Mejia is positive about his chances and excited to be talking about ideas that many established Democrats are not. The district is solidly blue, with only about 9% of the district registering Republican, according to the most recent data provided by the California Secretary of State. This is still significantly higher than Green registration which was around .6%. The last time a Republican was elected in this district was 1980. How does Mejia go about introducing the Green Party to stalwart Democrats?

“I think it’s a matter of people knowing that there are options. A lot of people [in this district] are working class people. 1 out of 4 people live in poverty in this district. They don’t know about 3rd parties. Democrats good. Republicans bad. We’re gonna keep hitting [Democrats] on the issues.”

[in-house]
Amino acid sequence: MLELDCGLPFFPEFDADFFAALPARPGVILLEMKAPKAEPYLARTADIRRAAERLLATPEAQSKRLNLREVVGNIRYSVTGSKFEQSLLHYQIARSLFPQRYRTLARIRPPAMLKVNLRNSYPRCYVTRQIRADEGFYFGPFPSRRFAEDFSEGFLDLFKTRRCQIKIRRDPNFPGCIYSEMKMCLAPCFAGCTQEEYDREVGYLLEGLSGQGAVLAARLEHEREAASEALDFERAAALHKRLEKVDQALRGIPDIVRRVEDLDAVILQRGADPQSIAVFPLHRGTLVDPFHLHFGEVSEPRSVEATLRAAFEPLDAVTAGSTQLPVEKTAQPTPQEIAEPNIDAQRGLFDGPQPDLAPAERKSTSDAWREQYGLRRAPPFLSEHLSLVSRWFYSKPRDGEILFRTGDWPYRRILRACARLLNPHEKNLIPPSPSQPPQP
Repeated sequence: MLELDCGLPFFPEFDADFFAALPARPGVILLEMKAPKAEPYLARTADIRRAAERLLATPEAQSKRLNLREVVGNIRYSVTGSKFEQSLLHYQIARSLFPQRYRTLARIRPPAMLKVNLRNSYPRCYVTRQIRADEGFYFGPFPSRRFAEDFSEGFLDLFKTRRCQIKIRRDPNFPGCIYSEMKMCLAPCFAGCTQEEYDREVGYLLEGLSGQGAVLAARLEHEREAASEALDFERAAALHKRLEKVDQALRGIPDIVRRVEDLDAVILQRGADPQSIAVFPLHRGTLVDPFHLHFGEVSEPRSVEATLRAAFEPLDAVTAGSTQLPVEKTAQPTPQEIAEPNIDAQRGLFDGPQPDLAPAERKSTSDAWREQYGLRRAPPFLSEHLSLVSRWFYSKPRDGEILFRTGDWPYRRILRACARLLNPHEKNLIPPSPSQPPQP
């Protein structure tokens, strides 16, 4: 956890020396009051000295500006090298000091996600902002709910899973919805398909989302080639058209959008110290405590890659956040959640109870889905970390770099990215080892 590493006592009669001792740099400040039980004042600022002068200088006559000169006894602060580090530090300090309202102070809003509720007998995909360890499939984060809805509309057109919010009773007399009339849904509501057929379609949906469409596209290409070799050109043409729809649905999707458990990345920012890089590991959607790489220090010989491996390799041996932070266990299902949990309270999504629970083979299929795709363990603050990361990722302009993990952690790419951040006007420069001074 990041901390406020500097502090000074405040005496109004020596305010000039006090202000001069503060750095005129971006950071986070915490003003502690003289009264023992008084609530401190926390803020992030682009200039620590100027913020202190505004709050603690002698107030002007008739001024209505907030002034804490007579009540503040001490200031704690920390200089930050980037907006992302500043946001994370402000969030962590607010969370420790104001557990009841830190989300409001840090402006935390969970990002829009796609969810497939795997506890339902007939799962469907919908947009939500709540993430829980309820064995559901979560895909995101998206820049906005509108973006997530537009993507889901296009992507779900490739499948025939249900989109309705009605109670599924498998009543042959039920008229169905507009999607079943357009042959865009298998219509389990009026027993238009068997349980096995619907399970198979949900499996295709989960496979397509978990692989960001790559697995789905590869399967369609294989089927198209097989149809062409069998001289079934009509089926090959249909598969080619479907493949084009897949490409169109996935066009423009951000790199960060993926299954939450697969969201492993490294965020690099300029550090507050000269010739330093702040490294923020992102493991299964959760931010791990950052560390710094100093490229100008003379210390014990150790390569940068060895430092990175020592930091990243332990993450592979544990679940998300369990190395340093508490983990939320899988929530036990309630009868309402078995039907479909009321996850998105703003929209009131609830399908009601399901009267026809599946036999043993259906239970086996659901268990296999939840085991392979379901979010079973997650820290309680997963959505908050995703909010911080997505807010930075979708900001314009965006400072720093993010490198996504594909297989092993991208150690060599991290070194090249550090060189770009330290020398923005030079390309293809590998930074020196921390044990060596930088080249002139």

While most of his messaging is positive, Mejia does point out that Gomez has some unsavory bedfellows, such as pharmaceutical companies, in the way of campaign contributions.

Mejia doesn’t think that Jimmy Gomez is a bad guy, and he votes the right way for the most part. But he questions whether the interests of his constituents will trump his financial backers, especially when it comes to controversial issues like single-payer healthcare. Mejia often notes that almost all his donations come from small donors.

He doesn’t have an exact plan for how single-payer (which would eliminate all insurance companies) would be implemented but he supports any measure (such as California’s SB 562) which would push it closer to reality. He does have a clear answer for why it failed though.

“If you think about it, we’re supposed to be leading the way. We have a blue everything. Why didn’t we pass [SB 562]?” questions Mejia.

“The reason why is because health insurance companies and big pharma have a stranglehold on government.”  

Men and women of all ethnicities and varying backgrounds, college educated and not, make up Mejia’s grassroots team.